ARVE Error: need id and provider

6d    Upset about work, drinks (5)
TOPES: This is a nice succinct clue which can be solved by doing exactly what the clue says.   Invert the word set (UPSET) and place it around our usual suspect for work inside to find the plural of a verb meaning to drink alcohol to excess.

7d    Here’s quality, but in unusual attire (9)
ATTRIBUTE: The quality can be found by placing the word BUT inside an anagram (unusual) of ATTIRE

8d    Didn’t refuse — that’s normal (8)
ACCEPTED: A fine double definition helped along nicely by the checking letters

13d    Fabric, being dear, replaced (9)
GABERDINE: Another pesky anagram (replaced) of BEING DEAR

14d    Car demo to be organised — for a president? (9)
MOTORCADE: And again but it is the last example. Anagram (organised) of CAR DEMO TO. I have seen a couple of examples of these and have always found it amusing that the group Led Zeppelin travelled around America in this way thanks to their manager Peter Grant’s ability to manipulate American police forces.

15d    Review TV show and quietly relax (4,4)
PLAY BACK: Take our usual letter denoted by the word quietly and add a term split 3,4 meaning to recline or relax

17d    Former spouse sat in the open (7)
EXPOSED: Former here is an old favourite which refers to an old flame one has kicked into touch. The word Sat means to have modelled for an artist. The whole means out in the open

18d    Fireman who doesn’t put fires out (6)
STOKER: This fireman tends the fire in a steam engine. He always wears a boiler suit with a red neckerchief and is known to cook bacon and eggs on the back of his shovel.

20d    Spots the sign of a faulty washer (5)
DRIPS: I have seen this clue before in a Daily Telegraph crossword but I am sure it was in the singular. It took a while to solve then and it has taken a while to solve today. The answer is what you would get from a tap with a faulty washer.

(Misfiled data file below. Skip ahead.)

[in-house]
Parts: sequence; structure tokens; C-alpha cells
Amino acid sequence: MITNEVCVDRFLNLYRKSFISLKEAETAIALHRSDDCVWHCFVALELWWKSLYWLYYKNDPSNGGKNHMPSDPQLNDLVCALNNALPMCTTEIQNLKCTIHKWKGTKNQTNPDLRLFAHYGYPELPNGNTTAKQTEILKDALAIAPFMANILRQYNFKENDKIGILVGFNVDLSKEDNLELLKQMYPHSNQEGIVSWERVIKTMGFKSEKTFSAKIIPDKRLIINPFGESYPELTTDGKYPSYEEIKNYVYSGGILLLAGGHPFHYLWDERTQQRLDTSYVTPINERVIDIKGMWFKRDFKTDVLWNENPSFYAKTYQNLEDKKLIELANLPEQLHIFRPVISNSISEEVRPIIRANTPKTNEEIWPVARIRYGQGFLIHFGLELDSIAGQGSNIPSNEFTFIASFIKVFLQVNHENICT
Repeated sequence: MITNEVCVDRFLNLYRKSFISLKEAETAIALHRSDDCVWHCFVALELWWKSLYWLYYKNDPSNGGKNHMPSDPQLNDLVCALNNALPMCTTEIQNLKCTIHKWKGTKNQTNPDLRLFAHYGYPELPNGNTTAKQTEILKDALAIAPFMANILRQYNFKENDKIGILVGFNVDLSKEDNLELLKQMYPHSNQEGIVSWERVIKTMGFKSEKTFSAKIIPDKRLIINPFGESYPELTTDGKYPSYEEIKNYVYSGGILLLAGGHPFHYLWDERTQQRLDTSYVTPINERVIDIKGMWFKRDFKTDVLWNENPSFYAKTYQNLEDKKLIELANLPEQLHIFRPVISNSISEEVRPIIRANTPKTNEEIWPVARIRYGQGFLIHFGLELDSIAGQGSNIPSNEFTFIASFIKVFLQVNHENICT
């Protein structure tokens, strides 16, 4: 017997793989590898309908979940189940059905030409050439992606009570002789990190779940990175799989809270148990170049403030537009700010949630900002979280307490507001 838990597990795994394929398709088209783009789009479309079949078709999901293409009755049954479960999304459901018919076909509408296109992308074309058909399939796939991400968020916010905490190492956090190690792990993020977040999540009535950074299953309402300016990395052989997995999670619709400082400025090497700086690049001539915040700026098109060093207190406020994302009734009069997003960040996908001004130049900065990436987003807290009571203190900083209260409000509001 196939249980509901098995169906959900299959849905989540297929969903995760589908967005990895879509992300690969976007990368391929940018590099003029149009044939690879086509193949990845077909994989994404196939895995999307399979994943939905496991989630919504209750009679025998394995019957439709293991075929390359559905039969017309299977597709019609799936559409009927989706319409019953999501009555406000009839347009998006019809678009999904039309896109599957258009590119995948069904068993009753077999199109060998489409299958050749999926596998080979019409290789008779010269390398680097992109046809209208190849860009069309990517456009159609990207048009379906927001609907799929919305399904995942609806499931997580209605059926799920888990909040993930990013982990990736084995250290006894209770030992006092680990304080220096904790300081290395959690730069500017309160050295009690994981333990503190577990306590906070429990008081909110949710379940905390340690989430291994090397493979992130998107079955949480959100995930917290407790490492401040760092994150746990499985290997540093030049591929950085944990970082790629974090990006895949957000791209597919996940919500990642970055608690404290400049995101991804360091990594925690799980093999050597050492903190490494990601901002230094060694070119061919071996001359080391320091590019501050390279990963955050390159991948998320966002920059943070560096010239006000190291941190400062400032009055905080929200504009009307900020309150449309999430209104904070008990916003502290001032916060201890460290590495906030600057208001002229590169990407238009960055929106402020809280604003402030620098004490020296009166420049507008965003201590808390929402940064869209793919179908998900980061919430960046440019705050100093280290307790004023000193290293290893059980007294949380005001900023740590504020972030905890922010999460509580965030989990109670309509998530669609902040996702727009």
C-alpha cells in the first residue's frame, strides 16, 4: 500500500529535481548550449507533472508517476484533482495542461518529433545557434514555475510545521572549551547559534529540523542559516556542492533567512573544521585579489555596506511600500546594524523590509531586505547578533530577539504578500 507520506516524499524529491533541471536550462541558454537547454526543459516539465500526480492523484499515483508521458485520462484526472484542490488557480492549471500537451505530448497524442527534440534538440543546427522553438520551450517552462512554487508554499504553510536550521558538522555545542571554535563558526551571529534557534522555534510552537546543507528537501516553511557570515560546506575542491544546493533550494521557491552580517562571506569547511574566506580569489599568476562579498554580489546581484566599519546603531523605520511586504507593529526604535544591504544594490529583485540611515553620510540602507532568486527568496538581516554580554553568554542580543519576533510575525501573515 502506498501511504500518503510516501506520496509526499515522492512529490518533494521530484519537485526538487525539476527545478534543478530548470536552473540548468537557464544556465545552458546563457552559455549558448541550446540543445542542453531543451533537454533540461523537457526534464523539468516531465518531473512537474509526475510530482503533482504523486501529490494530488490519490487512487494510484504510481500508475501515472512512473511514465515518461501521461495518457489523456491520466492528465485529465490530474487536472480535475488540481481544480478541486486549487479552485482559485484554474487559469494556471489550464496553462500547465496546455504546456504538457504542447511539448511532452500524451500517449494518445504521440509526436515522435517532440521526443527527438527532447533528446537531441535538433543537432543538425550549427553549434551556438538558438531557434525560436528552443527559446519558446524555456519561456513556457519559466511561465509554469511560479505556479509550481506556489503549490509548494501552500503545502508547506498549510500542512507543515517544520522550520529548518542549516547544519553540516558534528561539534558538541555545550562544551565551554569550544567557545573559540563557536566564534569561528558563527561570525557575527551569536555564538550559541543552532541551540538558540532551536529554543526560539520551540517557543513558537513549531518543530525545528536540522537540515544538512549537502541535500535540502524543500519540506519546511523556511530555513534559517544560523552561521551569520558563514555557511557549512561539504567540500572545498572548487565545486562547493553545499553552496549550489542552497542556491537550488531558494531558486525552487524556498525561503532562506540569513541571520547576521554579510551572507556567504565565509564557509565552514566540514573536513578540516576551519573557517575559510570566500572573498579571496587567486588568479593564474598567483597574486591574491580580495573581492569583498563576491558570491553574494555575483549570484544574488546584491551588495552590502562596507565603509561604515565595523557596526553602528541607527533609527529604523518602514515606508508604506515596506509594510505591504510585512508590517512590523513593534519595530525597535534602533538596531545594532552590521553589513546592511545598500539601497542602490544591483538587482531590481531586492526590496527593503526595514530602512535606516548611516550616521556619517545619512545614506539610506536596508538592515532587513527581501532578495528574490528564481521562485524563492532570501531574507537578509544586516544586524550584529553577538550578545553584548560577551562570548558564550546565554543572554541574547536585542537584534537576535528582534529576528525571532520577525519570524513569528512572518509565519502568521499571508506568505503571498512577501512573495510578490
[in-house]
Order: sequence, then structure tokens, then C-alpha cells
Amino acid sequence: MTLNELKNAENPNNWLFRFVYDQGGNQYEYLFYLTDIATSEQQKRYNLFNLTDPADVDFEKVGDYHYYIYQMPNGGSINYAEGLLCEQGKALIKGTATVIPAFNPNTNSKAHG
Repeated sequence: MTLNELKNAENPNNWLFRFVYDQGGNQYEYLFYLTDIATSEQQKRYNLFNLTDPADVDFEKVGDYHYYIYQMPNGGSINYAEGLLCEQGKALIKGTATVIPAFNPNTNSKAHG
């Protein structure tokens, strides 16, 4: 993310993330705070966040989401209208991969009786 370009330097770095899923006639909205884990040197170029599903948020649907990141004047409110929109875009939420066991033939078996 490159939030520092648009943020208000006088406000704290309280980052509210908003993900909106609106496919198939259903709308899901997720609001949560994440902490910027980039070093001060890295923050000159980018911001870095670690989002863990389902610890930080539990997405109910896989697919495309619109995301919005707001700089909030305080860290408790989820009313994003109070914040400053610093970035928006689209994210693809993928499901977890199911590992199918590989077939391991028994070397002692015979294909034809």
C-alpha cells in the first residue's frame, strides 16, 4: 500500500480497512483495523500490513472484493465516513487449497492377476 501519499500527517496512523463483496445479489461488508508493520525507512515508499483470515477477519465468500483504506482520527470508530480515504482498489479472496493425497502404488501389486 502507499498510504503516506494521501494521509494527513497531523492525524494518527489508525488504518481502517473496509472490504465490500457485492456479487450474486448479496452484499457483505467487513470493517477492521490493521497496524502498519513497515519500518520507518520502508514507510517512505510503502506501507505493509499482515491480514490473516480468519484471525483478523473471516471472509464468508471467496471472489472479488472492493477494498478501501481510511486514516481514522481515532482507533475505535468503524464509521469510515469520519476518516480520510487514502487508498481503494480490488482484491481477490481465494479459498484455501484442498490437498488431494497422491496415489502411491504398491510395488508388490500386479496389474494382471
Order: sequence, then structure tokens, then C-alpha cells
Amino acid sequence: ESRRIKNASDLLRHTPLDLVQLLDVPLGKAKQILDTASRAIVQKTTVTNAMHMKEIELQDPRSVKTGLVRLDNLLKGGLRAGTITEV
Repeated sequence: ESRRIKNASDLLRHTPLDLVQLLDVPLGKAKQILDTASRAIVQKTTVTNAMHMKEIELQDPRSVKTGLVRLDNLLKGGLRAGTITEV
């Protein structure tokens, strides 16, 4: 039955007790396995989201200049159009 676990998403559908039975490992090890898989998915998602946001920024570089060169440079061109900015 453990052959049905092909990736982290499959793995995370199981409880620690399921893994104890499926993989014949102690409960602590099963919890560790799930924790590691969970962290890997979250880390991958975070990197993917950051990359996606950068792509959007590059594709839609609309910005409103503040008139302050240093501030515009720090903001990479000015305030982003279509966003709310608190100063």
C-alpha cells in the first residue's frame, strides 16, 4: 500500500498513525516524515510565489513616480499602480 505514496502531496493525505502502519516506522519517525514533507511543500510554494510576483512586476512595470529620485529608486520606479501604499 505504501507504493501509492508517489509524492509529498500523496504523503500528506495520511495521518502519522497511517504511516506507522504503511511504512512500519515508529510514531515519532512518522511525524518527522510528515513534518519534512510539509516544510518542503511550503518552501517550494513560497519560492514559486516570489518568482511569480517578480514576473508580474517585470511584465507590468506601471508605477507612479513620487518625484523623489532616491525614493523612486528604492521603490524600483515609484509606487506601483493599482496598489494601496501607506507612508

22d    Supports  fights, but not seriously (5)
SPARS: This is a double definition. The second being tiffs or minor quarrels. You may like to know that I put Spats in here which works with fights but not supports. Thanks to Big Dave for the correct answer

No pens or pencils were harmed in the writing of this review which was written whilst listening to Leonard Cohen’s latest album.

The Quick Crossword pun: brig+add+here=brigadier

83 comments on “DT 27607

  1. Usual start to the week with no demons at all. Like MP, I toyed with SPATS for 22D but (obviously) couldn’t justify it. Favourite today is 6A – a very clever clue I thought although it may be lost on some of the younger readers

  2. 2*/4*. Very enjoyable fun with the usual light touch from our Monday Maestro. 6a was my favourite today.

    10a & 23a were my last ones in and took me almost as long to do as all the rest put together.

    Many thanks to Rufus and to Miffypops.

  3. Yes, straightforward and fun. Plenty of anagrams and amusing answers. Favourite was the fireman….

    Nice to see the SAHB again. Wondering if their bizarre costumes ( didn’t really go with their usual musical style) were a forerunner of the Bay City Rollers?

    1. I don’t think I’ve ever heard SAHB and BCR mentioned in the same sentence before. No, no comparison I’m afraid, SAHB were a very good rock group who used their individual personalities to create their stage costumes and performances whereas BCR were a made up bunch of talentless teeny boppers who really should never have been allowed to be on stage

        1. Rock on Skempie, SAHB are one of my favourite bands, saw them one Christmas, possibly 1979 at the London Palladium.

      1. OK – had to look at the clip to find out who you were talking about – sorry, never heard of them before! Always loathed the song – Tom Jones’ version was even worse. As for Bay City Rollers!!!

        Ah well – each to their own http://bigdave44.com/wp-content/plugins/wp-monalisa/icons/wpml_yes.gif.

      2. Well, obviously they can’t be compared as bands. The earlier blues band set ups of AH et al were a different kettle of fish. I’m also familiar with Ted McKenna. All I was saying was, that at the time this was broadcast, it was a new thing to dress up like that and I’m assuming it inspired glam rock etc. I only picked BCR because they were also from north of the border…….weak link……